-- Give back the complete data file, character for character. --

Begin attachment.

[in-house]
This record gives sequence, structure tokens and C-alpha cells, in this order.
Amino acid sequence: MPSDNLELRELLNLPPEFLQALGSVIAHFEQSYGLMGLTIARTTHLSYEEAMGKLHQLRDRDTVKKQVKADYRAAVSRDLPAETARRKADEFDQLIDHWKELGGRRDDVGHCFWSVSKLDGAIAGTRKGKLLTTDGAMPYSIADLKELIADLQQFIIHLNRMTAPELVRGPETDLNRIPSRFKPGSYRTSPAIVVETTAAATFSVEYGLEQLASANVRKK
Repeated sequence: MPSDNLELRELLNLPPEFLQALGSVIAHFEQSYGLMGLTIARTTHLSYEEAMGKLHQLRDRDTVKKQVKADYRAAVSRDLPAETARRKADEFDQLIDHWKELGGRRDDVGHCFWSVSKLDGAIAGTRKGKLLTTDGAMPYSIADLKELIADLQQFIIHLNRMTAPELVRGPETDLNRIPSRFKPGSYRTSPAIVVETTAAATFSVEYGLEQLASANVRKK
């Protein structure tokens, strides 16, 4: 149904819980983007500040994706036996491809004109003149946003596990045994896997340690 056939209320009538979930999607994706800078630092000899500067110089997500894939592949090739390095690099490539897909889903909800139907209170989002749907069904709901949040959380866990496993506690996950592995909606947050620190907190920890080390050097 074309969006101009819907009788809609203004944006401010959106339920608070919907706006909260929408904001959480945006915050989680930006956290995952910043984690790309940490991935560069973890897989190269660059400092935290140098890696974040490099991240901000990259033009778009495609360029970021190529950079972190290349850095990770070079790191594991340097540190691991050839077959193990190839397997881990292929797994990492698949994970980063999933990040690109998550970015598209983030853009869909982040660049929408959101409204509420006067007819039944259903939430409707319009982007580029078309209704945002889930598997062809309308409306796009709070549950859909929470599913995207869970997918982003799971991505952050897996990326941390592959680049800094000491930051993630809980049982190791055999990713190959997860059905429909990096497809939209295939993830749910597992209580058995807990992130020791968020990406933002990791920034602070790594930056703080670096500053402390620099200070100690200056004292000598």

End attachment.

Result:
[in-house]
This record gives sequence, structure tokens and C-alpha cells, in this order.
Amino acid sequence: MPSDNLELRELLNLPPEFLQALGSVIAHFEQSYGLMGLTIARTTHLSYEEAMGKLHQLRDRDTVKKQVKADYRAAVSRDLPAETARRKADEFDQLIDHWKELGGRRDDVGHCFWSVSKLDGAIAGTRKGKLLTTDGAMPYSIADLKELIADLQQFIIHLNRMTAPELVRGPETDLNRIPSRFKPGSYRTSPAIVVETTAAATFSVEYGLEQLASANVRKK
Repeated sequence: MPSDNLELRELLNLPPEFLQALGSVIAHFEQSYGLMGLTIARTTHLSYEEAMGKLHQLRDRDTVKKQVKADYRAAVSRDLPAETARRKADEFDQLIDHWKELGGRRDDVGHCFWSVSKLDGAIAGTRKGKLLTTDGAMPYSIADLKELIADLQQFIIHLNRMTAPELVRGPETDLNRIPSRFKPGSYRTSPAIVVETTAAATFSVEYGLEQLASANVRKK
């Protein structure tokens, strides 16, 4: 149904819980983007500040994706036996491809004109003149946003596990045994896997340690 056939209320009538979930999607994706800078630092000899500067110089997500894939592949090739390095690099490539897909889903909800139907209170989002749907069904709901949040959380866990496993506690996950592995909606947050620190907190920890080390050097 074309969006101009819907009788809609203004944006401010959106339920608070919907706006909260929408904001959480945006915050989680930006956290995952910043984690790309940490991935560069973890897989190269660059400092935290140098890696974040490099991240901000990259033009778009495609360029970021190529950079972190290349850095990770070079790191594991340097540190691991050839077959193990190839397997881990292929797994990492698949994970980063999933990040690109998550970015598209983030853009869909982040660049929408959101409204509420006067007819039944259903939430409707319009982007580029078309209704945002889930598997062809309308409306796009709070549950859909929470599913995207869970997918982003799971991505952050897996990326941390592959680049800094000491930051993630809980049982190791055999990713190959997860059905429909990096497809939209295939993830749910597992209580058995807990992130020791968020990406933002990791920034602070790594930056703080670096500053402390620099200070100690200056004292000598």